Earth orbit and TLI

Part of the Springer Praxis Books book series (PRAXIS)


In only 11 1/2 minutes, the Saturn V had accelerated the Apollo spacecraft to nearly 8 kilometres per second. The length of the stack had been reduced by two-thirds and the remaining stage, along with the spacecraft, had been lifted to an altitude of 170 kilometres above Earth and above the vast majority of the atmosphere though by no means out of it completely. It was in orbit and the crew were experiencing weightlessness. They had just less than three hours to give their ship a thorough checkout before being sent Moonward with an engine burn called translunar injection (TLI), and no one was keen to ignite it unless they knew it was sending a good ship. In that time, they would make not quite two orbits of Earth although, if required, there was a contingency for an extra orbit.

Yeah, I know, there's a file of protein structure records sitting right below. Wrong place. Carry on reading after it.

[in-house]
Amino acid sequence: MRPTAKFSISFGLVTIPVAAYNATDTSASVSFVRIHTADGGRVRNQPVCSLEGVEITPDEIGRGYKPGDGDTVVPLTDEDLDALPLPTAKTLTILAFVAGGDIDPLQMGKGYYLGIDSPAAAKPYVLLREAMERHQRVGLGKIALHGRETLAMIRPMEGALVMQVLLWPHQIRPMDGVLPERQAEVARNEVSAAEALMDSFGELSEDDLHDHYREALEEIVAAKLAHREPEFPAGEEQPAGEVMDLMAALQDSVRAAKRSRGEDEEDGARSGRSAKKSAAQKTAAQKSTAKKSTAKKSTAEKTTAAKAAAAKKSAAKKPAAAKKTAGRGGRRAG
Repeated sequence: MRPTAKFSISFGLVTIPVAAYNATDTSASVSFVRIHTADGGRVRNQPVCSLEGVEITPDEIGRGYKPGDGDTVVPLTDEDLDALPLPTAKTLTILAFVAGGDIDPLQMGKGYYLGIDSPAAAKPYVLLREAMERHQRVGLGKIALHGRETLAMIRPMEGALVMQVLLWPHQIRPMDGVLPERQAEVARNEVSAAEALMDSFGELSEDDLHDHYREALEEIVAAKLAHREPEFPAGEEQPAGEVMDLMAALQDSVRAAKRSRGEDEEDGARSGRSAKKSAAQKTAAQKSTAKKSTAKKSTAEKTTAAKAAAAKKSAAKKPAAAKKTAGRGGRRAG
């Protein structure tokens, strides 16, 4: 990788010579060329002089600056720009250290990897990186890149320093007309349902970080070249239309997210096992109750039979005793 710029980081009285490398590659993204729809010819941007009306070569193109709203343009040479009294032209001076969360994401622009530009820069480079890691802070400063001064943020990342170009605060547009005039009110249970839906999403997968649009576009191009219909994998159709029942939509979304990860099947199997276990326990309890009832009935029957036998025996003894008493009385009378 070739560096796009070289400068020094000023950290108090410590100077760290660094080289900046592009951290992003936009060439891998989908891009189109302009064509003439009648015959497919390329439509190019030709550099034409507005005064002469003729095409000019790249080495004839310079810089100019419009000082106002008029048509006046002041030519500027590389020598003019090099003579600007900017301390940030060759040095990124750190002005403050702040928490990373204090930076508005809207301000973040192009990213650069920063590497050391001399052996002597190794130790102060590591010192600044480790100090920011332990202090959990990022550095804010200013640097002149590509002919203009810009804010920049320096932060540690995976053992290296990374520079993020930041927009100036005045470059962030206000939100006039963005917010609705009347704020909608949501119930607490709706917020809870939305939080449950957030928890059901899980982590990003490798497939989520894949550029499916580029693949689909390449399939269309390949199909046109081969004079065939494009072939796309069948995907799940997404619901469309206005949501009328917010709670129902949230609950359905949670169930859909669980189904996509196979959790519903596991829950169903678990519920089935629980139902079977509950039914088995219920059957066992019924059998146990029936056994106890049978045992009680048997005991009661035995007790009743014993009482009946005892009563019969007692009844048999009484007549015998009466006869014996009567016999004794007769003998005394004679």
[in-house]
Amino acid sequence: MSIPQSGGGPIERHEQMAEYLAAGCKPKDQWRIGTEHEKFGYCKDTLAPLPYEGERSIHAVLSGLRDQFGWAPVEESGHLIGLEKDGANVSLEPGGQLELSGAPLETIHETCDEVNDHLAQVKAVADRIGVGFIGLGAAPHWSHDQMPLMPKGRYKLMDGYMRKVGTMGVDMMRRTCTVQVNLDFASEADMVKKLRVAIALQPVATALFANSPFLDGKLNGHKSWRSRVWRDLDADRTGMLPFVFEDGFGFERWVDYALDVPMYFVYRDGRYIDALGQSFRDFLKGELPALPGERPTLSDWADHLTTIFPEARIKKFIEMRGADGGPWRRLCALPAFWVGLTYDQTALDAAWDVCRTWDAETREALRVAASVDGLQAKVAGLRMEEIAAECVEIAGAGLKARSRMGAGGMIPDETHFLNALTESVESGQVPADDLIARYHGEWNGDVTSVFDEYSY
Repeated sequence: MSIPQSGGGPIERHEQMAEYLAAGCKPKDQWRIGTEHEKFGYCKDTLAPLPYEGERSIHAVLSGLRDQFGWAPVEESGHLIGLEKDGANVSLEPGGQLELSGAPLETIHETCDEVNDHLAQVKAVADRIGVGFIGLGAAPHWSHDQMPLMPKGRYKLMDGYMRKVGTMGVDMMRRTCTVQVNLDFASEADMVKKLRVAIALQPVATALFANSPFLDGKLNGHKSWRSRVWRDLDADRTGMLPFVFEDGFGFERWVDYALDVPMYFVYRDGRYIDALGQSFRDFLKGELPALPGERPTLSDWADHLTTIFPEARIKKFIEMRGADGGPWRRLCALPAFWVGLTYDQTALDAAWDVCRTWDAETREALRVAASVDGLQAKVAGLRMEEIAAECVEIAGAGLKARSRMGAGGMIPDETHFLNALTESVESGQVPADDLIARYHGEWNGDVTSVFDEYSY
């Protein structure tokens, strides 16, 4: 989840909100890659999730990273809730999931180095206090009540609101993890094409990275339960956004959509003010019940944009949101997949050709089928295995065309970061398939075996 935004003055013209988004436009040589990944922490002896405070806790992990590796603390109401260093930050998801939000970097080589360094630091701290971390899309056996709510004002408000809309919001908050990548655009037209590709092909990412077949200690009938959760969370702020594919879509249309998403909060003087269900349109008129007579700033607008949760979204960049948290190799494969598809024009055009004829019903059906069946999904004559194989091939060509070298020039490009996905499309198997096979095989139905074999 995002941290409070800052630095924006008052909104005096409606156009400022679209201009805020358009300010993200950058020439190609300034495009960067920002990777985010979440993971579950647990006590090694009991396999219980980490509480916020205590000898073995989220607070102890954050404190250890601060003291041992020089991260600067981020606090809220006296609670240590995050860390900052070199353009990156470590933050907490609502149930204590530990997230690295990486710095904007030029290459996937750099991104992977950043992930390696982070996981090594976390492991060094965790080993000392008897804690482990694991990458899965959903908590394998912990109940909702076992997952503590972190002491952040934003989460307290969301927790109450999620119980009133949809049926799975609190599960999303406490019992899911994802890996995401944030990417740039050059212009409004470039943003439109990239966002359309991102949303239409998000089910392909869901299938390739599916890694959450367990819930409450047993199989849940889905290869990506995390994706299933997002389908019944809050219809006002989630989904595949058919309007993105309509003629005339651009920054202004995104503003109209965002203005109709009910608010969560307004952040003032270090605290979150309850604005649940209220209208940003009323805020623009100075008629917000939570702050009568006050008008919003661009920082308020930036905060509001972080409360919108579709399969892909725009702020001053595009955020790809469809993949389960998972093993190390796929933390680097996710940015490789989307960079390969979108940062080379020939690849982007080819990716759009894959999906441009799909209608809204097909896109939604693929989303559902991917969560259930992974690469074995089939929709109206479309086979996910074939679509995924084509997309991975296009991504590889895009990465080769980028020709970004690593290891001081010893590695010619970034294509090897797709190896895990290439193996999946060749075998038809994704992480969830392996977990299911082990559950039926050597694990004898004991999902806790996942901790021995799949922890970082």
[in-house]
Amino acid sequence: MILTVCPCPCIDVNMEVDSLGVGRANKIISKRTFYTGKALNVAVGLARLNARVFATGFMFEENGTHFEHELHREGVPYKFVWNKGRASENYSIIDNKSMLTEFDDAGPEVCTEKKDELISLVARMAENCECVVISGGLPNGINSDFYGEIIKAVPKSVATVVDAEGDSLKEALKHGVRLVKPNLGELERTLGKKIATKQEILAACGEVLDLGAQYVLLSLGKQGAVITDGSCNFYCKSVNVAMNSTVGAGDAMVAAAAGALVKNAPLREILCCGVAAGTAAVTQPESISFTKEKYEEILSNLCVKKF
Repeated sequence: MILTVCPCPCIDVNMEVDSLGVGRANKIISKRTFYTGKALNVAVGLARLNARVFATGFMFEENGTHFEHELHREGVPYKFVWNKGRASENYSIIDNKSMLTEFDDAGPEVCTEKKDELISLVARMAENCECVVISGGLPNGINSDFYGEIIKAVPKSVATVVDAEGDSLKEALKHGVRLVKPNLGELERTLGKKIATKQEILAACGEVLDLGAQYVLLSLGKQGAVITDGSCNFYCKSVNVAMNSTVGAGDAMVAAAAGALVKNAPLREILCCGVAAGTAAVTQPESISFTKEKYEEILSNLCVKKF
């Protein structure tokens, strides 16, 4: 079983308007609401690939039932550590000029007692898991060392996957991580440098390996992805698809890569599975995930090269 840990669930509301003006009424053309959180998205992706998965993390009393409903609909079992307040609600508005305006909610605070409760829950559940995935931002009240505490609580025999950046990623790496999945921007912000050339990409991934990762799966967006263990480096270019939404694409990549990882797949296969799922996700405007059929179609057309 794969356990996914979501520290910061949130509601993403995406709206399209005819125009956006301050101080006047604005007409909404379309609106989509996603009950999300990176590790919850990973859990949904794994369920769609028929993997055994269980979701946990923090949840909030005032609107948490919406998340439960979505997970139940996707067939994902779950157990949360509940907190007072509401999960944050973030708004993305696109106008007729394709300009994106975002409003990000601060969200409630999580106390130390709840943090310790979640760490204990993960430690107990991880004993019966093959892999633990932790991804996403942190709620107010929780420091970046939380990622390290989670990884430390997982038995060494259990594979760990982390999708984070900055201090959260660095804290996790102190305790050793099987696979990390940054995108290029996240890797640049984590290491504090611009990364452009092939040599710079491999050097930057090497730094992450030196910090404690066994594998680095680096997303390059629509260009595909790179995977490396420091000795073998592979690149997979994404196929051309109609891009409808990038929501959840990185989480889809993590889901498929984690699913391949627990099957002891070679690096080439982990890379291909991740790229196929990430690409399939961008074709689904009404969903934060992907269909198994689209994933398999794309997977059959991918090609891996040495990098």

Landing Site Earth Orbit Flight Path Elliptical Orbit Guidance System 
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Copyright information

© Praxis Publishing Ltd. 2008

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